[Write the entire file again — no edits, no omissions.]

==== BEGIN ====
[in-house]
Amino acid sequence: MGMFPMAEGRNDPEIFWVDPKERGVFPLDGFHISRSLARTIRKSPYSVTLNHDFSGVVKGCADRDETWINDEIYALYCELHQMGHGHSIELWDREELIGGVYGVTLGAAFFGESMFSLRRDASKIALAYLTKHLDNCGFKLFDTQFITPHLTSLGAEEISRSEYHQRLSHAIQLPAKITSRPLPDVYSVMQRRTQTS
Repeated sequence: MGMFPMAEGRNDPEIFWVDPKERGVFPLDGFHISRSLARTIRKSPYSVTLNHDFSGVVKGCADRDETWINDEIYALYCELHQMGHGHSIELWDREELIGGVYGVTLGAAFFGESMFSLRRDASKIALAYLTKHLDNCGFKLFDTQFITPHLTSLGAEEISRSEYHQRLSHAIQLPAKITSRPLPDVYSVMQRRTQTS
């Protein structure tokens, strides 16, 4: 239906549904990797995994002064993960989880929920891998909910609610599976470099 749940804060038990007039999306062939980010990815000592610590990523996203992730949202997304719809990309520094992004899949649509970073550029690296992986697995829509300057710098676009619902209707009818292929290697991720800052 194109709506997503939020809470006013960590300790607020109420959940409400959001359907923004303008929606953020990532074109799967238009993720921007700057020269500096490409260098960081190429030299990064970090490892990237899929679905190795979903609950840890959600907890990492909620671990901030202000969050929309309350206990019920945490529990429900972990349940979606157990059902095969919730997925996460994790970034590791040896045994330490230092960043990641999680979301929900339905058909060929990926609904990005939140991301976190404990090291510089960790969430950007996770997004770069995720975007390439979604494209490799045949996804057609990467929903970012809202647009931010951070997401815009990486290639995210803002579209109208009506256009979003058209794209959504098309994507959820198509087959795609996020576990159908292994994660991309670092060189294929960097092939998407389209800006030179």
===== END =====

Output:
[in-house]
Amino acid sequence: MGMFPMAEGRNDPEIFWVDPKERGVFPLDGFHISRSLARTIRKSPYSVTLNHDFSGVVKGCADRDETWINDEIYALYCELHQMGHGHSIELWDREELIGGVYGVTLGAAFFGESMFSLRRDASKIALAYLTKHLDNCGFKLFDTQFITPHLTSLGAEEISRSEYHQRLSHAIQLPAKITSRPLPDVYSVMQRRTQTS
Repeated sequence: MGMFPMAEGRNDPEIFWVDPKERGVFPLDGFHISRSLARTIRKSPYSVTLNHDFSGVVKGCADRDETWINDEIYALYCELHQMGHGHSIELWDREELIGGVYGVTLGAAFFGESMFSLRRDASKIALAYLTKHLDNCGFKLFDTQFITPHLTSLGAEEISRSEYHQRLSHAIQLPAKITSRPLPDVYSVMQRRTQTS
């Protein structure tokens, strides 16, 4: 239906549904990797995994002064993960989880929920891998909910609610599976470099 749940804060038990007039999306062939980010990815000592610590990523996203992730949202997304719809990309520094992004899949649509970073550029690296992986697995829509300057710098676009619902209707009818292929290697991720800052 194109709506997503939020809470006013960590300790607020109420959940409400959001359907923004303008929606953020990532074109799967238009993720921007700057020269500096490409260098960081190429030299990064970090490892990237899929679905190795979903609950840890959600907890990492909620671990901030202000969050929309309350206990019920945490529990429900972990349940979606157990059902095969919730997925996460994790970034590791040896045994330490230092960043990641999680979301929900339905058909060929990926609904990005939140991301976190404990090291510089960790969430950007996770997004770069995720975007390439979604494209490799045949996804057609990467929903970012809202647009931010951070997401815009990486290639995210803002579209109208009506256009979003058209794209959504098309994507959820198509087959795609996020576990159908292994994660991309670092060189294929960097092939998407389209800006030179």